Tag Archives: open directory

Configuring basic RADIUS on OS X 10.8 Server

For small deployments of Mac OS X Server, RADIUS based Wi-Fi referencing Open Directory can be a clean, secure way to provide employee access to the business network, and mitigates the problems of having one shared passphrase that rarely changes. Apple have provided automatic configuration of RADIUS and Airport base stations in OS X server for a while, but the FreeRADIUS install used by Mac OS X is of course able to provide RADIUS services to non-Apple APs and VPN services. Whilst not recommended for large deployments, this setup can do a very good job for many small to medium businesses with a highly mobile workforce.

In 10.8 server, like many services embraced in years gone by, RADIUS has disappeared into the deep dark depths of command line configuration. The following commands will get basic RADIUS functional on 10.8 Mountain Lion server for use with whichever RADIUS authenticator you wish.

All of the commands below assume that you are elevated to superuser:

sudo -s

Firstly, we have to create the SACL for accessing the RADIUS service:

dseditgroup -q -o create -u -n . com.apple.access_radius

Now, set some logging options for the RADIUS service. We want to log authentication attempts good and bad, and rotate logs and accounting information regularly:

radiusconfig -setconfig auth yes
radiusconfig -setconfig auth_badpass yes
radiusconfig -setconfig auth_goodpass yes
radiusconfig -autorotatelog on -n 15

Now we are going to add a client (RADIUS authenticator – access point, VPN endpoint). The first argument here is the IP of the client, the second is a shortname (alias), and the third is the client type. In most cases, this is other. More info can be found on types by reading the config files in /etc/raddb:

radiusconfig -addclient <IP> <short-name> other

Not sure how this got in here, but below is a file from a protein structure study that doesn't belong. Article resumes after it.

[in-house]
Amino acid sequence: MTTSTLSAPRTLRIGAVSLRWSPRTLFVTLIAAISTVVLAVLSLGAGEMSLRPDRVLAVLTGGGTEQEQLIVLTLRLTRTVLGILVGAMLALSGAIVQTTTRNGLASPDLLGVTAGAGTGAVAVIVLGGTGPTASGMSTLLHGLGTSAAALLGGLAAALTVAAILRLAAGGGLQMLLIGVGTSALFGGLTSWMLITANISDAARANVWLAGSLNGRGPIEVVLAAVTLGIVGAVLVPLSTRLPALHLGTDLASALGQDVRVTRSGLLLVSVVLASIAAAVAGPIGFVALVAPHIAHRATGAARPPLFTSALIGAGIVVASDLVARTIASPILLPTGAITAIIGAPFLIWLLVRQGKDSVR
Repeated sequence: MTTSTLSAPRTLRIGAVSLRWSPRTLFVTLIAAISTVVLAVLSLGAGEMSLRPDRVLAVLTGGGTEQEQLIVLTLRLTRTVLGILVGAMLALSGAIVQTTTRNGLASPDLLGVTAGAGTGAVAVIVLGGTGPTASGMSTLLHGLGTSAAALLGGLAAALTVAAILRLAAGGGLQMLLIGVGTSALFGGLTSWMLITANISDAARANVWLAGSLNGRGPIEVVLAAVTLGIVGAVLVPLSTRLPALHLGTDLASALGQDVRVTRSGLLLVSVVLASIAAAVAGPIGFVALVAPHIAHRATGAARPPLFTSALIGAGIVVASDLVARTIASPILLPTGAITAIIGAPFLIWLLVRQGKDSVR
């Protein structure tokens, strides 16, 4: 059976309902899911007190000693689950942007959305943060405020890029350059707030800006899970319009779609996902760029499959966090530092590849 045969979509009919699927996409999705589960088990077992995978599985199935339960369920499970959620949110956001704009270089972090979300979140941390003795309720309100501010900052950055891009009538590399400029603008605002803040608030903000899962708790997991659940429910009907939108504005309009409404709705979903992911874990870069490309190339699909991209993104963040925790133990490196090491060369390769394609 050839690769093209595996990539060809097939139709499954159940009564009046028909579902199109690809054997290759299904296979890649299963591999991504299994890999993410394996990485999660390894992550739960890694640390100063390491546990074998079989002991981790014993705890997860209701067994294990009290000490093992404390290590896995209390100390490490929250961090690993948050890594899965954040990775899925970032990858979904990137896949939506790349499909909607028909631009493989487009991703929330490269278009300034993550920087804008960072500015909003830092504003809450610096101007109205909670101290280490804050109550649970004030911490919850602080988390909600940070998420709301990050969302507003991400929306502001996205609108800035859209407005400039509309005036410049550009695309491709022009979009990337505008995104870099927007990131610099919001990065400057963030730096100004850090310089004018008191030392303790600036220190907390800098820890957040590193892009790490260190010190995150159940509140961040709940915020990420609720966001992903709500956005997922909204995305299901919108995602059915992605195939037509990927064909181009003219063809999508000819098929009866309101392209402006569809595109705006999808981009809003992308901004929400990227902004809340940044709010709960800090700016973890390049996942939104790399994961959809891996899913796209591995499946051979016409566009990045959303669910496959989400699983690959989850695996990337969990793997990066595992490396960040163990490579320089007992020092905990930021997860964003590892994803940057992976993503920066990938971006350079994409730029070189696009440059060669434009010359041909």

Now, we need to generate or export an existing certificate for use with the RADIUS service. You need your certificate identity (certificate and private key) in a .p12 file to be referenced in the next set of commands. If you are unsure how to do this, the whole process is completed in the video at the bottom of this post.

Next, split the certificate identity into a separate, unencrypted certificate and private key, then install them into your RADIUS configuration:

openssl pkcs12 -in /Users/admin/Desktop/Identity.p12 -out /etc/raddb/certs/server.key -nodes -nocerts
openssl pkcs12 -in /Users/admin/Desktop/Identity.p12 -out /etc/raddb/certs/server.crt -nodes -nokeys
radiusconfig -installcerts /etc/raddb/certs/server.key /etc/raddb/certs/server.crt

At this stage, you can run radiusd with a debug flag to ensure everything is running as planned. With the -X flag on, you will see far more verbose output than you will ever see in the service logs, so if you are having any trouble, use this flag and look for problems:

radiusd -X

If everything went as planned, you will see Ready to process requests. at the end of your output. Now, add a user to the com.apple.radius_access local server group, and test authentication. You should see a whole lot of output fly by, and eventually catch a Sending-Access-Accept block when the user is authenticated, authorised, and connects.

Now, you can kill the debug process with Control-C, and start the service properly. This will start the RADIUS service and make it persistent across reboots:

radiusconfig -start